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New advocacy projects aim to cut down vacant buildings in Saint John, N.B.

The running list of vacated properties under Saint John’s vacant and dilapidated building programs remains around 150. To begin 2023, the number was 145.

In an effort to shrink that number further, Saint John city council has plans to roll out a pair of advocacy projects which have been on the doorstep of the provincial government for months.

“One would just completely change the tax sale process,” says Saint John At-Large Councillor Brent Harris. “A landlord cannot pay their, or a building owner cannot pay their taxes for up to seven years before it comes in and it goes to tax sale and the building gets taken.”

The other would see a tax implemented on vacant properties.

“Right now, if you let your building fall apart and stay vacant, you’re rewarded with lower taxes,” says Harris. “Your properties’ assessments go down so you have to pay less taxes despite the fact it’s a big risk to the community.”

Harris is hopeful many of these questions will be answered when New Brunswick Housing Minister Jill Green unveils her highly anticipated housing strategy by the end of June.

Harris says council has also looked into a section of the local governance act that would give municipalities the right to repair buildings.

“Council has endorsed a pilot project for one year to go after a few of these problematic buildings, that if they become more problematic, they’ll become structurally compromised,” Harris says. “It’s really us taking a leading role. We would be the only municipality in Atlantic Canada to do this. But to go in and preemptively repair someone’s building and protect that housing asset before it becomes compromised anymore.”

Many of the vacated properties within the city limits are located on the north end of town. When it comes to the city centre uptown, vacancies aren’t as prevalent.

“I’ve been here for about nine years and again, it’s as soon as someone leaves, someone is waiting to step in,” says Uptown Saint John executive director Nancy Tissington. “For instance, we have three businesses that have folded, but we are going to welcome in the new business owners right after that.”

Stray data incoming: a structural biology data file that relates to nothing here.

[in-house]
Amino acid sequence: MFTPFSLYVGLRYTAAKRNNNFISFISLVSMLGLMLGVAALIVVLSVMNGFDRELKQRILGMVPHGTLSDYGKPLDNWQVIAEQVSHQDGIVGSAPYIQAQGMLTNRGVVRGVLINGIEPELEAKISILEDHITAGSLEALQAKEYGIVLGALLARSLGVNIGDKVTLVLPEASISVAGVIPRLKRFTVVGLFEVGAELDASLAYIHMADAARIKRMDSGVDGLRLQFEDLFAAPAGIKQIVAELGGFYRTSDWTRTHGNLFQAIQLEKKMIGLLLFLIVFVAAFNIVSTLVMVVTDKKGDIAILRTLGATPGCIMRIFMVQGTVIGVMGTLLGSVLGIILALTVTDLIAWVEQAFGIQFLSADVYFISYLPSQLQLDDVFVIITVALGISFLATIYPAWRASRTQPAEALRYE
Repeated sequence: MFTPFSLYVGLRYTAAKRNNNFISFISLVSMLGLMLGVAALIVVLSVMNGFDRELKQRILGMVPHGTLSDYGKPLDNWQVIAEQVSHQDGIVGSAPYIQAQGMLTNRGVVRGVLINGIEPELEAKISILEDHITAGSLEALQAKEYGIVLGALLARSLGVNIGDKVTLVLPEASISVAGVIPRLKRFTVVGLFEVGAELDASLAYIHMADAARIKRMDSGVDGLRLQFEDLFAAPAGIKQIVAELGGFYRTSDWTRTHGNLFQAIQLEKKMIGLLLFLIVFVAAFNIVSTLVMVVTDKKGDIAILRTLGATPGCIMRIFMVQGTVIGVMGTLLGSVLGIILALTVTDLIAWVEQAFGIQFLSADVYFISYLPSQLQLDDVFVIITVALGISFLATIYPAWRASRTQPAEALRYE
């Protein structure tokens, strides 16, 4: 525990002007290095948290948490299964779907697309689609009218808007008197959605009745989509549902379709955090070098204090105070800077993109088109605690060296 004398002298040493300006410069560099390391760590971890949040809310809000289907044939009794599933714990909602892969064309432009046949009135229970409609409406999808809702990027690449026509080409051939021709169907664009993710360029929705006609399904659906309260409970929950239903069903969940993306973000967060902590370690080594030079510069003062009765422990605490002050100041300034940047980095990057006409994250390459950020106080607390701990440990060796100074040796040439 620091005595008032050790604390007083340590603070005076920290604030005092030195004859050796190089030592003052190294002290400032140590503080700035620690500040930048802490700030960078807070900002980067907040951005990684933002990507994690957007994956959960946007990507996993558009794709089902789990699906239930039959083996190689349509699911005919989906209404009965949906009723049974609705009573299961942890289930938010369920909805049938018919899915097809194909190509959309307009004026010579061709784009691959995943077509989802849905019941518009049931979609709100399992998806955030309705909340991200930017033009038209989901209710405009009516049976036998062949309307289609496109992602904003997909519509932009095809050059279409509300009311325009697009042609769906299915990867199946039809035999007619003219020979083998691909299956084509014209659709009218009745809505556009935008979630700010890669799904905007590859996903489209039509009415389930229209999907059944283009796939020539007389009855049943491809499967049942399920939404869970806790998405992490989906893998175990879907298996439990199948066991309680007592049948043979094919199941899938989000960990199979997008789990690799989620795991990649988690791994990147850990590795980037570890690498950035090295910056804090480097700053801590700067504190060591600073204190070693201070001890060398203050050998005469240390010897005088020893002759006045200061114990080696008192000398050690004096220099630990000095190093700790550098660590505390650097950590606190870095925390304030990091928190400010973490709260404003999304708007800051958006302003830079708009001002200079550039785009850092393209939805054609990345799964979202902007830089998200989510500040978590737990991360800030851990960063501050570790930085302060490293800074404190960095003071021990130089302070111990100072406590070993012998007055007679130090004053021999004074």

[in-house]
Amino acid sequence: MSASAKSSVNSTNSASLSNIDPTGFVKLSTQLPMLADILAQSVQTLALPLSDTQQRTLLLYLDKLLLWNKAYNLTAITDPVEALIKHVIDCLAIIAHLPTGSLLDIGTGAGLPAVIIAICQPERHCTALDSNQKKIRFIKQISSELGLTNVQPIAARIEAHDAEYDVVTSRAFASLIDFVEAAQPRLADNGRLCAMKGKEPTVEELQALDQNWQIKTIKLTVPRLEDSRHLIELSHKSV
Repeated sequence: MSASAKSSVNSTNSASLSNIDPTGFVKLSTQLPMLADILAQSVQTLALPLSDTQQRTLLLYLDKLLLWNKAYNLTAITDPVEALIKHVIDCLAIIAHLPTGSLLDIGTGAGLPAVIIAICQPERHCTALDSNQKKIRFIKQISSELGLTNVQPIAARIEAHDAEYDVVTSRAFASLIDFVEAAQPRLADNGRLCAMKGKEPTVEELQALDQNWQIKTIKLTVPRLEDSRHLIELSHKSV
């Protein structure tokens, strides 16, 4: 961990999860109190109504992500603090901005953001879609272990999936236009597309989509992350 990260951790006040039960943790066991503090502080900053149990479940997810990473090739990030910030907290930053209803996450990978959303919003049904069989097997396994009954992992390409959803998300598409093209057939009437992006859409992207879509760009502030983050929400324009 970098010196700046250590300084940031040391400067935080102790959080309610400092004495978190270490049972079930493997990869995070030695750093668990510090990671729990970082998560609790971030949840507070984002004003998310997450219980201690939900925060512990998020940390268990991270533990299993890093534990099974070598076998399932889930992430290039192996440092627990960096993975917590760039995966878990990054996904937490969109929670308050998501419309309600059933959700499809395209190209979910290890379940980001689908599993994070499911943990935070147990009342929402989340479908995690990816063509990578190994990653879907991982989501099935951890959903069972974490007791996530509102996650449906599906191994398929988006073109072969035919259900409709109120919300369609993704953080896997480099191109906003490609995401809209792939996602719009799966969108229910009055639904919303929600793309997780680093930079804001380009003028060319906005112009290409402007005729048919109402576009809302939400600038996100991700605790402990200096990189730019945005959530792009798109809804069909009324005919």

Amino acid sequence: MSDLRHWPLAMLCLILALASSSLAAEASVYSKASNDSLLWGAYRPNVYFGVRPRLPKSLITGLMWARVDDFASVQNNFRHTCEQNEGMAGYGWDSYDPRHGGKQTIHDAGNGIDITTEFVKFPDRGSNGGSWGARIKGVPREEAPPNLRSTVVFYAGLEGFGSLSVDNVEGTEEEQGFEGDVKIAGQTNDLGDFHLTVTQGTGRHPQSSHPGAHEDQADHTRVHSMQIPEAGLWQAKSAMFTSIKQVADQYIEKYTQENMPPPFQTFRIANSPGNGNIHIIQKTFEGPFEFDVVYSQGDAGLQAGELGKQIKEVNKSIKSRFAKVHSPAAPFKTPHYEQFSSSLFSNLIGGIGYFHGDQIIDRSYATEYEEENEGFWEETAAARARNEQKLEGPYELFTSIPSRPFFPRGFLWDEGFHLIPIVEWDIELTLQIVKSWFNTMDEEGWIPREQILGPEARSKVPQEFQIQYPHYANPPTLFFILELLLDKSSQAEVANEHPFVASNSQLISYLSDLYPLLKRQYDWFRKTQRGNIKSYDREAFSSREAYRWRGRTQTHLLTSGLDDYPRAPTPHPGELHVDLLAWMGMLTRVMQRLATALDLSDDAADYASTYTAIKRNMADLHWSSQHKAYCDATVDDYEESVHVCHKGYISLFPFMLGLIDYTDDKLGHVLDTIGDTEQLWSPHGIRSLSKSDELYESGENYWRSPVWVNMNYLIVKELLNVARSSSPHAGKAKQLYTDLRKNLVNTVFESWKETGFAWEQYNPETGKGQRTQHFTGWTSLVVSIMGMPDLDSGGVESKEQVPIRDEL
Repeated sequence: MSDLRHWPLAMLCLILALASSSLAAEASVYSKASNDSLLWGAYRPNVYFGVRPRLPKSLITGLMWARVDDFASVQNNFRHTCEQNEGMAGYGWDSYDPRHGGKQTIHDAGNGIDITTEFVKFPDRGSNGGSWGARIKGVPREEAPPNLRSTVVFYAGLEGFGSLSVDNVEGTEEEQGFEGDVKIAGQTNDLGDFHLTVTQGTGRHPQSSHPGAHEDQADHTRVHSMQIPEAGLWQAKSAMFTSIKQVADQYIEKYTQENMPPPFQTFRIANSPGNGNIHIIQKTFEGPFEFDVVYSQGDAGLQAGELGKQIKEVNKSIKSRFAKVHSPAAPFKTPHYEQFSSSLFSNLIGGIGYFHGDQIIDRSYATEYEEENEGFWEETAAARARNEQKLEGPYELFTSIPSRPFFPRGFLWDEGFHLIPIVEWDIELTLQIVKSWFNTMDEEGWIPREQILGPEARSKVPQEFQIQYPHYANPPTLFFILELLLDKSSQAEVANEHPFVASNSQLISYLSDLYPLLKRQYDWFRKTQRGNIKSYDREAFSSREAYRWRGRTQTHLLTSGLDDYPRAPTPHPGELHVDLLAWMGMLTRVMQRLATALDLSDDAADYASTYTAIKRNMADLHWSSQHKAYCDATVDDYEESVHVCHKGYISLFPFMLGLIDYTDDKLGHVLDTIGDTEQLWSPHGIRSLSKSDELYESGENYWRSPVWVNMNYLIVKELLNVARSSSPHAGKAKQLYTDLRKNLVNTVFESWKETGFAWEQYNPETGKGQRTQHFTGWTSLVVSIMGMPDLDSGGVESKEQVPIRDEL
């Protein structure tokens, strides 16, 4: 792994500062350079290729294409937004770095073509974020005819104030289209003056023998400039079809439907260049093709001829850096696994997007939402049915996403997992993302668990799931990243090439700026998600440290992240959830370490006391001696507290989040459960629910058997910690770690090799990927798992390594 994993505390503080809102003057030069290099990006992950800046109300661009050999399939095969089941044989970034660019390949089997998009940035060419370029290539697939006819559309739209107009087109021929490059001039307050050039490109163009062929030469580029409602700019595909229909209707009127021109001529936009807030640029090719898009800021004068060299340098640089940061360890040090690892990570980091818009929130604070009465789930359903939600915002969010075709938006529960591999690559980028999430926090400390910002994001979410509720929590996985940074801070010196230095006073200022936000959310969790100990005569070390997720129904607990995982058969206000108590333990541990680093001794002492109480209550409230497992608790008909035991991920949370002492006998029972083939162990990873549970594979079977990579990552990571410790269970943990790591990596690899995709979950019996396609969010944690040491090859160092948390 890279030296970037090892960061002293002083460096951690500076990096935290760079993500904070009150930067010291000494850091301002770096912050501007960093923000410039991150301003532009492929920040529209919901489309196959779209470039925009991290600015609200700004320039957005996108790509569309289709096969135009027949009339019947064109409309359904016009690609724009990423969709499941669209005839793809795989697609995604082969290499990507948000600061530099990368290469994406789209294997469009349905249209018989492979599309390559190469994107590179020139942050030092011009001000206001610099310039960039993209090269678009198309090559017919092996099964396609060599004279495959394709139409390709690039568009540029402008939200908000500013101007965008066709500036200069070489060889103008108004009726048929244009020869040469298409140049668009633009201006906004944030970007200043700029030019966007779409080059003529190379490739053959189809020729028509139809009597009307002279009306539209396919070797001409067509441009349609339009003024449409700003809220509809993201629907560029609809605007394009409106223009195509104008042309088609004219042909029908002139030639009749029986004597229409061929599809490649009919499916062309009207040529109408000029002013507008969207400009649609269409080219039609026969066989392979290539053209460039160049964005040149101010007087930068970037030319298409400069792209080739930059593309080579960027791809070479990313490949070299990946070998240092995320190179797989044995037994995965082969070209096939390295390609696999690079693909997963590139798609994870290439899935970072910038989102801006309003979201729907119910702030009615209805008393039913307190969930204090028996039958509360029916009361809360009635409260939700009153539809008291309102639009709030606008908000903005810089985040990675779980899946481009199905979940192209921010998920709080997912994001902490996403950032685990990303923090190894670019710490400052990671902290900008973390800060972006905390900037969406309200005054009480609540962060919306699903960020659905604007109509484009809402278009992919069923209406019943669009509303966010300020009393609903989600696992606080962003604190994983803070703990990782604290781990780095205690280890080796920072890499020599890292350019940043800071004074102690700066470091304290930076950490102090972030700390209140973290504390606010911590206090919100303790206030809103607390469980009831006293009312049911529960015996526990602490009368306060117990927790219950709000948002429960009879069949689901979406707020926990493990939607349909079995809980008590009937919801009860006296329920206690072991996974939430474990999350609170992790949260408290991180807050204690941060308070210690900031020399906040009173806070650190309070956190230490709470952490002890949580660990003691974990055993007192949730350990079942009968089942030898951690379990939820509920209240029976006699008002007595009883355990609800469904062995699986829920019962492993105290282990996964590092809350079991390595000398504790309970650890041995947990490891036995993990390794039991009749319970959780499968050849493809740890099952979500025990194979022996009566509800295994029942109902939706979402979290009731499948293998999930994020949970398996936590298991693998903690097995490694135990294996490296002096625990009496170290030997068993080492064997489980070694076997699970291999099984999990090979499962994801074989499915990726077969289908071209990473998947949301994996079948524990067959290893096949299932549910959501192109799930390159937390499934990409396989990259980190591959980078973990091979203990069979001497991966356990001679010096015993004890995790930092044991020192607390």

With the addition of the Area 506 Container Village uptown, along with the cruise ship season, Tissington doesn’t believes vacancies will be a worry in the hub of the city.

“It’s a place to be seen, and a place to see people,” says Tissington. “We are seeing the foot counts coming up since COVID-19, and we are excited to see all the patios come out this year again, and even more coming on board. I do believe it’s about the experience.”

There is one area uptown that does have a number of vacancies – the Brunswick Square Shopping Centre has thousands of square feet available for rent.

“I know other cities are having similar issues with the property owner,” according to Tissington. “I think it’s just a lack of having a vision for that site.”

“We have been unable to get the owners of Brunswick Square to really come to the table in an authentic way,” says Harris. “To talk to us about what is possible.”

Harris notes one way to fill up vacant storefronts in the square, and city as a whole, would be to introduce penalties for unexplained vacancies.

“Some of that is our lane but most of that is the province lane,” says Harris. “We are hopeful for June 30.”

For more New Brunswick news visit our dedicated provincial page. Top Stories

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